Wave of emotions

• Joe Haworth, Elise Douwes and Henry Freeman Dick star in the play In Sight of the Sea.

A PLAY 13 years in the  making is about to make its big splash at Harbour Theatre.

In Sight of the Sea was originally written in 2009 by Fremantle playwright and director Lis Hoffmann after being commissioned by the late deputy general manager of His Majesty’s Theatre, Belinda Dunbar.

She put the manuscript aside, but last year a shortened version was performed by the WA Academy of Performing Arts.

Hoffmann’s occasional collaborator Phil Jeng Kane was with her at the performance and they decided it was time to give the play a rework and add an additional character.

“We had a similar sense of story,” Hoffmann says of the collaboration, adding that Kane also has a great comic touch.

Hoffmann said she was glad to be reminded of the script’s potential.

“It’s wonderful to see it go up at last,” she said.

“After the WA Academy of Performing Arts students did a truncated version of the play in their 2021 showcase, Phil and I wanted to do another draft and add another character and layer to the story.

“We both have a background in story and script development for film – I worked for Screenwest and Phil worked for the Film and Television Institute in Fremantle around the same time, so we bring a similar story sense to the writing. 

“Phil and I aim to be moving and funny in this play but, at the same time, it also deals with an incident of self-harm, which is definitely a fine line to tread.” 

The play is about good mates Adam and Tobey, who are thrown together as flatmates in a beachside apartment in Cottesloe after one is involved in a car accident.

It explores their relationships and the many changes that come with life; those that sometimes need to be made, and those that are thrust upon us.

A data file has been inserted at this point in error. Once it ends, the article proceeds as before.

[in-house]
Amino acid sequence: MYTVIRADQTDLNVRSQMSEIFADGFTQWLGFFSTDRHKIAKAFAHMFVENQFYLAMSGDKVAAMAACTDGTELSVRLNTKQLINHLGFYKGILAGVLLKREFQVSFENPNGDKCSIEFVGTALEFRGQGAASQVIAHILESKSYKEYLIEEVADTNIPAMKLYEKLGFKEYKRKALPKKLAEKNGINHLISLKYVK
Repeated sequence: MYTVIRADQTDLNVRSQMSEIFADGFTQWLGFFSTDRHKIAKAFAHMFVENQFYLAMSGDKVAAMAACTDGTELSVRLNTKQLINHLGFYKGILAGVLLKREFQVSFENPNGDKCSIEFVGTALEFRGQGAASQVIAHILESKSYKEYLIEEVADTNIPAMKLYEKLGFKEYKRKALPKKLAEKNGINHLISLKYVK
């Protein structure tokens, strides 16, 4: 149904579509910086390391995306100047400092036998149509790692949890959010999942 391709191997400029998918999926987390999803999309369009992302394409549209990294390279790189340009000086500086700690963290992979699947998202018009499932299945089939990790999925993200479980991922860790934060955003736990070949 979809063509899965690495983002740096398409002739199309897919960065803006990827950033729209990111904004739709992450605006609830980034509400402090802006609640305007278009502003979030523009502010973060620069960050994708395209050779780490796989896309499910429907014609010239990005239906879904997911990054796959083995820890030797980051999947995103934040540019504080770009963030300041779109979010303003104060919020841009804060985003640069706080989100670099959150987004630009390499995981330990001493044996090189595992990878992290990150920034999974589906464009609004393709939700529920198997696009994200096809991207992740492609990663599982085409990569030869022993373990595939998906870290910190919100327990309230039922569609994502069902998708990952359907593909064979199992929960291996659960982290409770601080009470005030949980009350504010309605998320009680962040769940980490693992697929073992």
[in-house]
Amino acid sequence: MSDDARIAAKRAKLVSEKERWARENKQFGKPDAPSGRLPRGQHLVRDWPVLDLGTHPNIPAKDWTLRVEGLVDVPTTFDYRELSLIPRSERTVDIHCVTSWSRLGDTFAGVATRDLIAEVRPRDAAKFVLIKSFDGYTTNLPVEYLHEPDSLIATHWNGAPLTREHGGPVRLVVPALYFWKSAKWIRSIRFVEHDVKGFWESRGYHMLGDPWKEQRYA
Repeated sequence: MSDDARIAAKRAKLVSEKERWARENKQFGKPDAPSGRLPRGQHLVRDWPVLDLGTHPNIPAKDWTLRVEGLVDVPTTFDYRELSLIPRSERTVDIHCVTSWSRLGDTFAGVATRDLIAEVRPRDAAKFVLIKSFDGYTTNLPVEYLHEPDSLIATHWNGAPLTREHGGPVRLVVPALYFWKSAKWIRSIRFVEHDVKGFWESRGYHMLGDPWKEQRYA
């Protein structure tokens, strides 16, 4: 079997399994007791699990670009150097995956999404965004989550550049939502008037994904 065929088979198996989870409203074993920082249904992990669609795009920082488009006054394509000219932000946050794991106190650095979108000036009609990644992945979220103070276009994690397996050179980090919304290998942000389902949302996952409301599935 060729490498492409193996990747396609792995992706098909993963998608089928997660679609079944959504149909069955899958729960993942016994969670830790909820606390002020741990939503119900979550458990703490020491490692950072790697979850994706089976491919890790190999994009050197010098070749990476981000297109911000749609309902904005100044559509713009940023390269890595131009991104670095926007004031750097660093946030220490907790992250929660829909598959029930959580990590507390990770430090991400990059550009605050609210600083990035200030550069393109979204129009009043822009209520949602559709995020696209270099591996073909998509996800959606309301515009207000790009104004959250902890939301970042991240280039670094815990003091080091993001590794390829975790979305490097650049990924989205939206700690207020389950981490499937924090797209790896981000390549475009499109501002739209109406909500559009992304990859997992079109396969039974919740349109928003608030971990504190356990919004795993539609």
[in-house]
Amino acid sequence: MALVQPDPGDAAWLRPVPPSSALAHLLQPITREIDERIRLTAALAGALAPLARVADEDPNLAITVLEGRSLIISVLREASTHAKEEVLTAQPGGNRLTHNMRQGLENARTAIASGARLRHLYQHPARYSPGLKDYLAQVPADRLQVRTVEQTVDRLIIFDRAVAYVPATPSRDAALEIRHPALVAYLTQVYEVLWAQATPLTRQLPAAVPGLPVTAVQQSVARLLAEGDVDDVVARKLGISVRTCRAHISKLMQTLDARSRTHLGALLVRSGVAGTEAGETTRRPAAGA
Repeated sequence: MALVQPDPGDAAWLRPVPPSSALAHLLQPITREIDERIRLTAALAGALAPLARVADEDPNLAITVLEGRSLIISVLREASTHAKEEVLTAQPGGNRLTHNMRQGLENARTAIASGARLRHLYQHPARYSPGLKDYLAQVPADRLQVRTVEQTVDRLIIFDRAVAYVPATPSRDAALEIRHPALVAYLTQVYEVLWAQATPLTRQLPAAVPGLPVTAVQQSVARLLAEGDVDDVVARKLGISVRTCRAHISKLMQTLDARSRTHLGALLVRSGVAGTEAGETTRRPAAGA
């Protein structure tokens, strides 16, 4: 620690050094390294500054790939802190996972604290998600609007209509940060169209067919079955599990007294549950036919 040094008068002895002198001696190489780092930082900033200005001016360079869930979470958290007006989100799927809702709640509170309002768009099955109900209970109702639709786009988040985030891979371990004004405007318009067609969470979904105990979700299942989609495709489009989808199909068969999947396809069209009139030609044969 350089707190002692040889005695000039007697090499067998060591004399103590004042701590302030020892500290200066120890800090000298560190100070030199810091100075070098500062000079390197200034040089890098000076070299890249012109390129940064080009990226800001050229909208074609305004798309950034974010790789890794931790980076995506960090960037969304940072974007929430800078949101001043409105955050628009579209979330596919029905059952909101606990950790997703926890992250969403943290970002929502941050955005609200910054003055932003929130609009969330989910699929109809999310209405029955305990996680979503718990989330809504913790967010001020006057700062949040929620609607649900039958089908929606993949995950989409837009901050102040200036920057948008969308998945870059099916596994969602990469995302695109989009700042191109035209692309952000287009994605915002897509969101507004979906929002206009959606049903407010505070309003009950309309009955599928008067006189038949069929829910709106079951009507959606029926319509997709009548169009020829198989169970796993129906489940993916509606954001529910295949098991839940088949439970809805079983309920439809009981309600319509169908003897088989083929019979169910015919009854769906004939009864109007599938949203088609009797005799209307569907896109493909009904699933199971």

Adam (Henry Freeman Dick) doesn’t take life seriously and just “goes with the flow”, while Tobey (Joe Haworth) is the opposite. 

Adam’s key phrase is “riding the wave” while Tobey finds it easier to hold people at a distance.

Hoffmann said In Sight of the Sea was also driven by the unconscious feelings of the characters, which are unresolved in their lives.

She said one of the ways that’s achieved in the play is using the sea to represent the unconsciousness; feelings are deep and sometimes can rise like a tsunami when they’ve been ignored.

“I love the power and the beauty of it,” she said of the ocean. 

“I also love the concept of the sea as the waters of the human unconscious that can rise up and overwhelm everything.” 

Initially Harbour had trouble casting someone who could capture the complexity of Adam’s ex-girlfriend Sam, prompting actress Elise Douwes to fly back to Perth during the Victorian College of the Arts’ semester break. 

Douwes’ character is driven by the thought that there is something she doesn’t really understand about her relationship with her ex.

Hoffmann, who is also director, said the set was simple and suited the play, while singling out lighting director Jasmine Lifford’s ability to support the play’s themes with her lighting effects.

Hoffmann has a deep background in Perth’s theatre scene, having written, performed and directed for a host of companies as well as working on short films, documentaries and children’s television.

Last year she won a prize for best script at the Short + Sweet theatre festival for her play Crushed. 

In Sight of the Sea
Camelot Theatre, Mosman Park
July 16, 20, 22, 23, 27, 29, 30 at 7.30pm. July 17, 24, 31 at 2pm
Tix at http://www.TAZTix.com.au

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